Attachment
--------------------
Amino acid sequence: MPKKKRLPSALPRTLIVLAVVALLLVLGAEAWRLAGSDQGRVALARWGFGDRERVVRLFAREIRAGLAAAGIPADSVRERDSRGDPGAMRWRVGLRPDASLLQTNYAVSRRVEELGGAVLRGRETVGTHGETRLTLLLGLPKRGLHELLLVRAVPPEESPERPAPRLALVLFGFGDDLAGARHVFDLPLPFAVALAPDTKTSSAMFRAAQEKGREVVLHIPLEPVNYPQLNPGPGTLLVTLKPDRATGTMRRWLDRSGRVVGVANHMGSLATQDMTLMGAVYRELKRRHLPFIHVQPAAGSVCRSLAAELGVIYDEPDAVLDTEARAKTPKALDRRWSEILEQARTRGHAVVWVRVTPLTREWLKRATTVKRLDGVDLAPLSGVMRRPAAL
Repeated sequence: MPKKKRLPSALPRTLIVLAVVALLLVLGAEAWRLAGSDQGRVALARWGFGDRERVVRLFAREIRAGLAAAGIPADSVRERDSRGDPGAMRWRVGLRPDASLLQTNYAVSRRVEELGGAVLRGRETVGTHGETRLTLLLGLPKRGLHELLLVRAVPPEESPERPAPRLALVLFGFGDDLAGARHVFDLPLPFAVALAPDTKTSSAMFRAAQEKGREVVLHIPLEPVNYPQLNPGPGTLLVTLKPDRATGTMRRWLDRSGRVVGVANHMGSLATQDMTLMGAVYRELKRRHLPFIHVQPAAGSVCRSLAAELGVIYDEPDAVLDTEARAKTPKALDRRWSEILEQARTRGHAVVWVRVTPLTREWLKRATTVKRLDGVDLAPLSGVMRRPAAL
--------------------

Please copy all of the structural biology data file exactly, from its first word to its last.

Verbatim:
Amino acid sequence: MPKKKRLPSALPRTLIVLAVVALLLVLGAEAWRLAGSDQGRVALARWGFGDRERVVRLFAREIRAGLAAAGIPADSVRERDSRGDPGAMRWRVGLRPDASLLQTNYAVSRRVEELGGAVLRGRETVGTHGETRLTLLLGLPKRGLHELLLVRAVPPEESPERPAPRLALVLFGFGDDLAGARHVFDLPLPFAVALAPDTKTSSAMFRAAQEKGREVVLHIPLEPVNYPQLNPGPGTLLVTLKPDRATGTMRRWLDRSGRVVGVANHMGSLATQDMTLMGAVYRELKRRHLPFIHVQPAAGSVCRSLAAELGVIYDEPDAVLDTEARAKTPKALDRRWSEILEQARTRGHAVVWVRVTPLTREWLKRATTVKRLDGVDLAPLSGVMRRPAAL
Repeated sequence: MPKKKRLPSALPRTLIVLAVVALLLVLGAEAWRLAGSDQGRVALARWGFGDRERVVRLFAREIRAGLAAAGIPADSVRERDSRGDPGAMRWRVGLRPDASLLQTNYAVSRRVEELGGAVLRGRETVGTHGETRLTLLLGLPKRGLHELLLVRAVPPEESPERPAPRLALVLFGFGDDLAGARHVFDLPLPFAVALAPDTKTSSAMFRAAQEKGREVVLHIPLEPVNYPQLNPGPGTLLVTLKPDRATGTMRRWLDRSGRVVGVANHMGSLATQDMTLMGAVYRELKRRHLPFIHVQPAAGSVCRSLAAELGVIYDEPDAVLDTEARAKTPKALDRRWSEILEQARTRGHAVVWVRVTPLTREWLKRATTVKRLDGVDLAPLSGVMRRPAAL